Socrates, for those who weren’t around back then, was kind of like the annoying guy who hung around town and provoked people into questioning their own ideas and beliefs. As you can imagine, people don’t really like having their beliefs questioned, and his insistence (and success in philosophically painting people into a corner) probably made him no friends.

At the age of 70, Socrates was accused of “refusing to recognize the gods recognized by the state, and of introducing new divinities.” He was also accused of “corrupting the youth”.

The trial of Socrates is a fascinating one, definitely the O.J. Simpson trial of its day, and many accounts and interpretations have been written. What appears to be well agreed upon is that he was chosen to be guilty by a majority vote (the voters being the Athenian citizens chosen by lot to serve as jurors).

Isn’t that interesting? A random lot of people decided that Socrates was guilty. And put him to death.

But does that make him guilty because a majority of people thought that way? Does a majority equal truth?

The idea doesn’t hold water (or hemlock) for very long. And given Socrates’ stature among historians and philosophers today, I wonder if some people might have differing views on the matter today.

It is accomplished

I’ll leave you with one last thought on the matter. The issue of carpet is not a matter of widespread appeal, and certainly not an issue of social justice. It’s really no big deal.

But there are those of you who have beliefs that are of greater importance. Ideas that most people scoff at, laugh at, and deride you for. Beliefs you hold as being important, urgent even.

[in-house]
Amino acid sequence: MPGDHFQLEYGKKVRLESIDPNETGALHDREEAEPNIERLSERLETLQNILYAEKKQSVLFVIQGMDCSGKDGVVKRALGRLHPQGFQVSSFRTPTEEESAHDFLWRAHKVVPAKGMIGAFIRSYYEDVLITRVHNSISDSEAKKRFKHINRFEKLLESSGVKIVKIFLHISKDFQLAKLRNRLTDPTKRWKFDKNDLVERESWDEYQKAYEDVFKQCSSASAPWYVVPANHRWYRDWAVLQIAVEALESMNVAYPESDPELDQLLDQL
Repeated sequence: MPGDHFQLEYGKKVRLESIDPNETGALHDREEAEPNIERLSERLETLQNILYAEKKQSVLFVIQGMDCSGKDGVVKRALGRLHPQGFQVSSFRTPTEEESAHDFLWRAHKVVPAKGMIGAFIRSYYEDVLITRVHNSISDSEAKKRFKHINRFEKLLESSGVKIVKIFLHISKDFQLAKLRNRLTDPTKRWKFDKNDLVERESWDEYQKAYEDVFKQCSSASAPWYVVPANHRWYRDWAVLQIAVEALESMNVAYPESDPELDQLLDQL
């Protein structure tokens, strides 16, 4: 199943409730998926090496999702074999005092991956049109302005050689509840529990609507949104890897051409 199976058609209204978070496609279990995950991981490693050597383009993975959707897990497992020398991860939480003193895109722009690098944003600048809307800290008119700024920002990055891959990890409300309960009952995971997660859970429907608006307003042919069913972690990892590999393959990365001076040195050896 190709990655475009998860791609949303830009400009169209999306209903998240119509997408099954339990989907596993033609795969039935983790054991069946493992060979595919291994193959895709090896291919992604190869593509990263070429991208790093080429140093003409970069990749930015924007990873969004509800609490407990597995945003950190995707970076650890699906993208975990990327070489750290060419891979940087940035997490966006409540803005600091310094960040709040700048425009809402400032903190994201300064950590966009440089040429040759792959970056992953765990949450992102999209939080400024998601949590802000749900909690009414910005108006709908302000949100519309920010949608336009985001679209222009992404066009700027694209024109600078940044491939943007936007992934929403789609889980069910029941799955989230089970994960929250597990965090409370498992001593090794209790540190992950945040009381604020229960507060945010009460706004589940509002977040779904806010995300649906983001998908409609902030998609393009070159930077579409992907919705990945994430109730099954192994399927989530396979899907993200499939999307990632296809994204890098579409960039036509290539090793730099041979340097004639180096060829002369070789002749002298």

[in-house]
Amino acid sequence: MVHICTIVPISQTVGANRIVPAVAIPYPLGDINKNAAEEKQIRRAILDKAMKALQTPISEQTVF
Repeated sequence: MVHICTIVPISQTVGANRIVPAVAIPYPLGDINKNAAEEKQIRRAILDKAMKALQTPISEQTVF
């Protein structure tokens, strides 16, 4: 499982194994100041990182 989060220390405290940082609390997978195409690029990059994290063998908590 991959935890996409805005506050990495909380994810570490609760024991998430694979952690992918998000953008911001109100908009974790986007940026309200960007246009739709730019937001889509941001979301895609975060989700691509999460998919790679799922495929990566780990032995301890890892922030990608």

Imagine what fortitude it took to be Andrew Sullivan, who wrote an article in The New Republic calling for same-sex marriage. In 1989. My favorite quote in response: “This is the loopiest idea ever to come down the pike. Why are we even discussing it?

In my lifetime, we went from that to this.

Just because a majority of people hold an opinion or belief doesn’t make it correct, right, or real.

If you have beliefs, and feel strongly enough about them, never let those who scoff at you to make you waver. You may be just very ahead of your time. Your time may come. And as far as I’m concerned, it seems clear to me that the future is going to be a fuzzy one.

But enough about me. Is there something you believe in strongly that others don’t understand?

Mike Pumphrey

Mike Pumphrey

I'm the founder and author of Unlikely Radical, a site to help people succeed with money, achieve their goals, and live intentionally.

I offer a free phone consultation to anyone who is interested in changing their financial narrative. Are you ready? Click here for details.
Mike Pumphrey
Posted on February 8, 2016
  • Heidi

    Thank you for the refreshing reminder! As someone who has often wavered in my own beliefs due to the disapproval or contrary opinions of others (peers, colleagues, parents, etc.), I know how important this is to keep in mind, and how high the stakes can be when I don’t…

    • Thanks! And I agree; the stakes are high, since we’re talking nothing less than our authentic representation of self. It’s not easy, but in the end, letting others determine our values surely isn’t the way to go.